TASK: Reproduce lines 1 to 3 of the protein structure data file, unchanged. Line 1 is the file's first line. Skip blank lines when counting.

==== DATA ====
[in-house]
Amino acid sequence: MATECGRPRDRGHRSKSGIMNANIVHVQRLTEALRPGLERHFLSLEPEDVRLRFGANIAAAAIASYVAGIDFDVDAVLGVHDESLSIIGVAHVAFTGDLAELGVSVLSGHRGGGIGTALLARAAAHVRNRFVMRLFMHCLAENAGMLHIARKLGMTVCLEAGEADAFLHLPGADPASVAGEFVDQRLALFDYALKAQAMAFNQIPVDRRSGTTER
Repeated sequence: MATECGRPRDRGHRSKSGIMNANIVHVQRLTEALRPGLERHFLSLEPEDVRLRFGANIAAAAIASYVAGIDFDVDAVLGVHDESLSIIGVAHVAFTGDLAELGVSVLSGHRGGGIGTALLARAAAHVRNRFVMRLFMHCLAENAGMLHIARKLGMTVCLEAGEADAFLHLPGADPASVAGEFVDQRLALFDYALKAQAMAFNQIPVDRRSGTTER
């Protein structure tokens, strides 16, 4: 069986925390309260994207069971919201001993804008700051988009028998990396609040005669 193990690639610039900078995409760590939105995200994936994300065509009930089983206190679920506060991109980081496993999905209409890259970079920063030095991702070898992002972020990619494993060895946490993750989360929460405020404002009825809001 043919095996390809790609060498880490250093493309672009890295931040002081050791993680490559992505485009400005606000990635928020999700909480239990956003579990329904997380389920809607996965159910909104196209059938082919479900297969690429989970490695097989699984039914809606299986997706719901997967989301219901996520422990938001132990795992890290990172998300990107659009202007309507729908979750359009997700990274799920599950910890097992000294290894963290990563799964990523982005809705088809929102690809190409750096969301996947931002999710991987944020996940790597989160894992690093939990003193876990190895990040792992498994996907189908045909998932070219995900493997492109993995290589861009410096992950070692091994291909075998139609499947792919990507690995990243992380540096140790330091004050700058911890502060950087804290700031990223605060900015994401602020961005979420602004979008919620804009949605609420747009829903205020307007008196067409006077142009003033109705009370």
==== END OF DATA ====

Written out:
[in-house]
Amino acid sequence: MATECGRPRDRGHRSKSGIMNANIVHVQRLTEALRPGLERHFLSLEPEDVRLRFGANIAAAAIASYVAGIDFDVDAVLGVHDESLSIIGVAHVAFTGDLAELGVSVLSGHRGGGIGTALLARAAAHVRNRFVMRLFMHCLAENAGMLHIARKLGMTVCLEAGEADAFLHLPGADPASVAGEFVDQRLALFDYALKAQAMAFNQIPVDRRSGTTER
Repeated sequence: MATECGRPRDRGHRSKSGIMNANIVHVQRLTEALRPGLERHFLSLEPEDVRLRFGANIAAAAIASYVAGIDFDVDAVLGVHDESLSIIGVAHVAFTGDLAELGVSVLSGHRGGGIGTALLARAAAHVRNRFVMRLFMHCLAENAGMLHIARKLGMTVCLEAGEADAFLHLPGADPASVAGEFVDQRLALFDYALKAQAMAFNQIPVDRRSGTTER